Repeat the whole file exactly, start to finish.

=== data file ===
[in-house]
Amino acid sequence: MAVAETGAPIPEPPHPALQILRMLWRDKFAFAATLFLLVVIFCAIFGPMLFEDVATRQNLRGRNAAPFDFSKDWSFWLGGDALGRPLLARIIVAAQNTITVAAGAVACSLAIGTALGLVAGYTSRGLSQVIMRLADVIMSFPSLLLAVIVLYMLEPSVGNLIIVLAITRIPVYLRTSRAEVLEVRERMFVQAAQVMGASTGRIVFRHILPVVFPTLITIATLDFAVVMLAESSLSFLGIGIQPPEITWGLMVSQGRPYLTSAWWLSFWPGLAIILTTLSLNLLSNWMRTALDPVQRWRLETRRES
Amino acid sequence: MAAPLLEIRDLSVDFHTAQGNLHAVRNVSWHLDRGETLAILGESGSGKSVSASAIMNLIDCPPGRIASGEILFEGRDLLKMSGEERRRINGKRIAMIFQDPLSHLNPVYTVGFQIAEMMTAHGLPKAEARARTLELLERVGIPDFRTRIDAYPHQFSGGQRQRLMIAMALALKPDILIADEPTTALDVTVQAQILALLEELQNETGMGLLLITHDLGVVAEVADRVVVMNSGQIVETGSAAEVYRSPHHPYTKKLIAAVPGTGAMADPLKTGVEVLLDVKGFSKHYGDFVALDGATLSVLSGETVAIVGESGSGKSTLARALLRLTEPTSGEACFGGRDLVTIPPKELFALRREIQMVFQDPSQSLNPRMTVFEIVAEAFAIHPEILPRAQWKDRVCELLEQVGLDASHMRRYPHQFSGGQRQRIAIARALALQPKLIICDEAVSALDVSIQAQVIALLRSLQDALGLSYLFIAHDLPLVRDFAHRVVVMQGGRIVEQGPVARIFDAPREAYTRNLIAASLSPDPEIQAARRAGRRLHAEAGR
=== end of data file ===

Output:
[in-house]
Amino acid sequence: MAVAETGAPIPEPPHPALQILRMLWRDKFAFAATLFLLVVIFCAIFGPMLFEDVATRQNLRGRNAAPFDFSKDWSFWLGGDALGRPLLARIIVAAQNTITVAAGAVACSLAIGTALGLVAGYTSRGLSQVIMRLADVIMSFPSLLLAVIVLYMLEPSVGNLIIVLAITRIPVYLRTSRAEVLEVRERMFVQAAQVMGASTGRIVFRHILPVVFPTLITIATLDFAVVMLAESSLSFLGIGIQPPEITWGLMVSQGRPYLTSAWWLSFWPGLAIILTTLSLNLLSNWMRTALDPVQRWRLETRRES
Amino acid sequence: MAAPLLEIRDLSVDFHTAQGNLHAVRNVSWHLDRGETLAILGESGSGKSVSASAIMNLIDCPPGRIASGEILFEGRDLLKMSGEERRRINGKRIAMIFQDPLSHLNPVYTVGFQIAEMMTAHGLPKAEARARTLELLERVGIPDFRTRIDAYPHQFSGGQRQRLMIAMALALKPDILIADEPTTALDVTVQAQILALLEELQNETGMGLLLITHDLGVVAEVADRVVVMNSGQIVETGSAAEVYRSPHHPYTKKLIAAVPGTGAMADPLKTGVEVLLDVKGFSKHYGDFVALDGATLSVLSGETVAIVGESGSGKSTLARALLRLTEPTSGEACFGGRDLVTIPPKELFALRREIQMVFQDPSQSLNPRMTVFEIVAEAFAIHPEILPRAQWKDRVCELLEQVGLDASHMRRYPHQFSGGQRQRIAIARALALQPKLIICDEAVSALDVSIQAQVIALLRSLQDALGLSYLFIAHDLPLVRDFAHRVVVMQGGRIVEQGPVARIFDAPREAYTRNLIAASLSPDPEIQAARRAGRRLHAEAGR